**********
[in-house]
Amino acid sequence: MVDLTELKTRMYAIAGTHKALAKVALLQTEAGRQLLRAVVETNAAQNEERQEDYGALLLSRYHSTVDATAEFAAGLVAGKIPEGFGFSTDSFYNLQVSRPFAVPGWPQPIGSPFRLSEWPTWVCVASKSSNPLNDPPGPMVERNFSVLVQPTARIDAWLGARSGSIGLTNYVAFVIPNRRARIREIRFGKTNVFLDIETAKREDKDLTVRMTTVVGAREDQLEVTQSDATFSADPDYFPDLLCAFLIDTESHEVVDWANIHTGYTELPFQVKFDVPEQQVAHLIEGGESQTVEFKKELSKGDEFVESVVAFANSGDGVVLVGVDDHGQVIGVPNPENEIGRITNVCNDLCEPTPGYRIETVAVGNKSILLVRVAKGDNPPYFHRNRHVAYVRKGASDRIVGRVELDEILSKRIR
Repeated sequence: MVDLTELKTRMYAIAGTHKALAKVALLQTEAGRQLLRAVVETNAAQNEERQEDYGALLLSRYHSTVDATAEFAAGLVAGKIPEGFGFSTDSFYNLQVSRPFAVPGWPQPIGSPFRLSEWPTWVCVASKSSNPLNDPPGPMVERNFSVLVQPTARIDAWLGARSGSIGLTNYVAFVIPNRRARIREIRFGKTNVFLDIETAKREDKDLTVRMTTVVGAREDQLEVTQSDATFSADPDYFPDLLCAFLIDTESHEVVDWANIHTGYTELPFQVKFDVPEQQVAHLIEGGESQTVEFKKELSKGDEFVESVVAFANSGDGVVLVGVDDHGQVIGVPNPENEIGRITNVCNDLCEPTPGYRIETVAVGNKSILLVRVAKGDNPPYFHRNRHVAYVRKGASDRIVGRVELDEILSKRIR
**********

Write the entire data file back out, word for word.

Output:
[in-house]
Amino acid sequence: MVDLTELKTRMYAIAGTHKALAKVALLQTEAGRQLLRAVVETNAAQNEERQEDYGALLLSRYHSTVDATAEFAAGLVAGKIPEGFGFSTDSFYNLQVSRPFAVPGWPQPIGSPFRLSEWPTWVCVASKSSNPLNDPPGPMVERNFSVLVQPTARIDAWLGARSGSIGLTNYVAFVIPNRRARIREIRFGKTNVFLDIETAKREDKDLTVRMTTVVGAREDQLEVTQSDATFSADPDYFPDLLCAFLIDTESHEVVDWANIHTGYTELPFQVKFDVPEQQVAHLIEGGESQTVEFKKELSKGDEFVESVVAFANSGDGVVLVGVDDHGQVIGVPNPENEIGRITNVCNDLCEPTPGYRIETVAVGNKSILLVRVAKGDNPPYFHRNRHVAYVRKGASDRIVGRVELDEILSKRIR
Repeated sequence: MVDLTELKTRMYAIAGTHKALAKVALLQTEAGRQLLRAVVETNAAQNEERQEDYGALLLSRYHSTVDATAEFAAGLVAGKIPEGFGFSTDSFYNLQVSRPFAVPGWPQPIGSPFRLSEWPTWVCVASKSSNPLNDPPGPMVERNFSVLVQPTARIDAWLGARSGSIGLTNYVAFVIPNRRARIREIRFGKTNVFLDIETAKREDKDLTVRMTTVVGAREDQLEVTQSDATFSADPDYFPDLLCAFLIDTESHEVVDWANIHTGYTELPFQVKFDVPEQQVAHLIEGGESQTVEFKKELSKGDEFVESVVAFANSGDGVVLVGVDDHGQVIGVPNPENEIGRITNVCNDLCEPTPGYRIETVAVGNKSILLVRVAKGDNPPYFHRNRHVAYVRKGASDRIVGRVELDEILSKRIR